Since Middle High or Middle Low German time the nickname Markwart was found in the entire German-speaking region.

Of this form all the following spelling variations are present:

  1. Interchange of -d (Marquard, Mark Ward, etc.) to keep the original German spelling, especially with respect to the case of Auslauts, be regarded historically. Ie., the nouns 'land', 'hund', etc., whose endings with -d are pronounced -t.
  2. Second -dt and -tt (Marquardt, Markwardt, Marquartt etc.) are variants of -t or -d (see. Schmid, Schmidt, Schmitt).
  3. 3rd -th (Marquarth, Markwarth etc.) is usually variant of -t, -d rare.
  4. -ckw- and -gw- (Marckwardt, Margwardt etc.) are variants of -kw-.
  5. The forms with vowel -o- (Marquordt, Mark Worth, etc.) reflect a regional pronunciation -wart as word. These pronunciation variants are especially common in the regions of East Falia / Saxony-Anhalt.
  6. -qu- is from the Latin spelling of the name Mark Wart. The letter W did not occur in Latin. The letter K existed only in a few words so the name was written in Latin texts as Marquardus (-us = Latin ending).

Since up into modern times, records were usually written in Latin, the common spellings translated with -qu- (Marquart / Marquard, etc.) result in the number of occurrences with -qu- spellings of the family name exceeding the more primitive forms with -kw by tenfold.

The name Mark Wart could be seen in this form as well as in all dialect and font variants as a title. The nickname originally referred to was name of the father of the person. If for example, as Akenl Elbe in 1335 wrote, 'Heydekinus Marc Word was the first bearer of the name of the title in his family. It was someone named Heidekin (= diminutive of the nickname Heidenreich), whose Father was Mark Ward. Heydekinus Marc Word was thus shortened for the fuller expression "Heidekin, son of Marc Word"'.

To determine the original home of a family name, the name of geography provides a most significant contribution because for countless names, their origin from a particular area is documentary evidence, which can show that the bearer of the name, many centuries after the formation of the name, still predominantly live in the region. In the case of Mark Warden for this research the geographic aids are limited because the name was practically the same in the entire German-speaking area and was popular everywhere.

The geographic locations are most informative about the home of certain spellings of the name. It was noted that the case Marquart has a clear center in the area Württembergl Schwaben and a slightly weaker occurrence in the Munich area. Thanks to the frequency of the name, Marquart is almost everywhere, especially in the urban areas (Rhein-Main / South Hessen / North Baden / Rhineland / Ruhr), rural Marquart has especially spread in Bavaria, Franconia and Saxony.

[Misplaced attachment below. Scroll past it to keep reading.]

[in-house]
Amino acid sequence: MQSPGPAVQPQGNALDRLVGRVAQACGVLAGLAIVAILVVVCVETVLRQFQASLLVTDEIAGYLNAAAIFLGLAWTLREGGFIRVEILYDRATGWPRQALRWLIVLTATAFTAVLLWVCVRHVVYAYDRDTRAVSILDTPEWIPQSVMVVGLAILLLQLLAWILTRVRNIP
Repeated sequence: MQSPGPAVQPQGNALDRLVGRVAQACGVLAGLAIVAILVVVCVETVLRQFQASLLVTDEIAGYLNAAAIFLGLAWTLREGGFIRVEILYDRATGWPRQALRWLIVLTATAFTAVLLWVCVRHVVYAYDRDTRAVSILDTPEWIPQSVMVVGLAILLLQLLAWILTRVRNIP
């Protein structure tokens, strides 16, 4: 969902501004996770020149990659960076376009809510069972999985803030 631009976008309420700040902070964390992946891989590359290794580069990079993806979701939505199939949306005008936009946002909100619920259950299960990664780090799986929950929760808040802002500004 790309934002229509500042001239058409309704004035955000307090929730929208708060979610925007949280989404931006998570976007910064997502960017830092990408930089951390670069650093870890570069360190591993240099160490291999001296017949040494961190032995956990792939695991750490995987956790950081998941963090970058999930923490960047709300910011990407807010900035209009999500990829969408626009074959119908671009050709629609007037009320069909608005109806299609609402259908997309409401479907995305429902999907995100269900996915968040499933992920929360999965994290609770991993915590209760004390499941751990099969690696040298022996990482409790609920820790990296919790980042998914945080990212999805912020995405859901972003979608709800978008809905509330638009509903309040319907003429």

From these findings it can be concluded that the spelling Marquart has prevailed particularly in southern Germany. The statistical probability that a family of this name is originally from this area, therefore, is quite high. More accuracy could only be provided by family history research.

The occurrence of the name with about 3,000 name sources indicates unambiguously that the case of many Marquart independent cases is considered a statistical rule of thumb that up to 400 people trace to a common ancestor to which today's Marquart families are related. But only family history research could prove this.

It should also be mentioned that the surname Marquardt (Mark Ward, etc.) may occasionally include as origin of place name Marquardt Osthavelland / Brandenburg. The spelling of the place name has the same variants as the call or family name (z. B. in 1708 Marquard and Marckward) in earlier centuries. This interpretation is only for families that came from this region. The many other places whose names contain the nickname Mark Ward such as Mark Wart village, Marquard castle, Marquartstein etc., can not be the basis of the family name.

In summary, the family name Marquart is a German name that originated from the Germanic given name Mark Ward.

Basically the case Marquart can be found in all the German-speaking countries, the name of today's geography makes an origin from the region of Upper Bavaria / Swabia / Württemberg particularly likely.

Research produced by:
Namenberatung 2005
Dr. Winfried Breidbach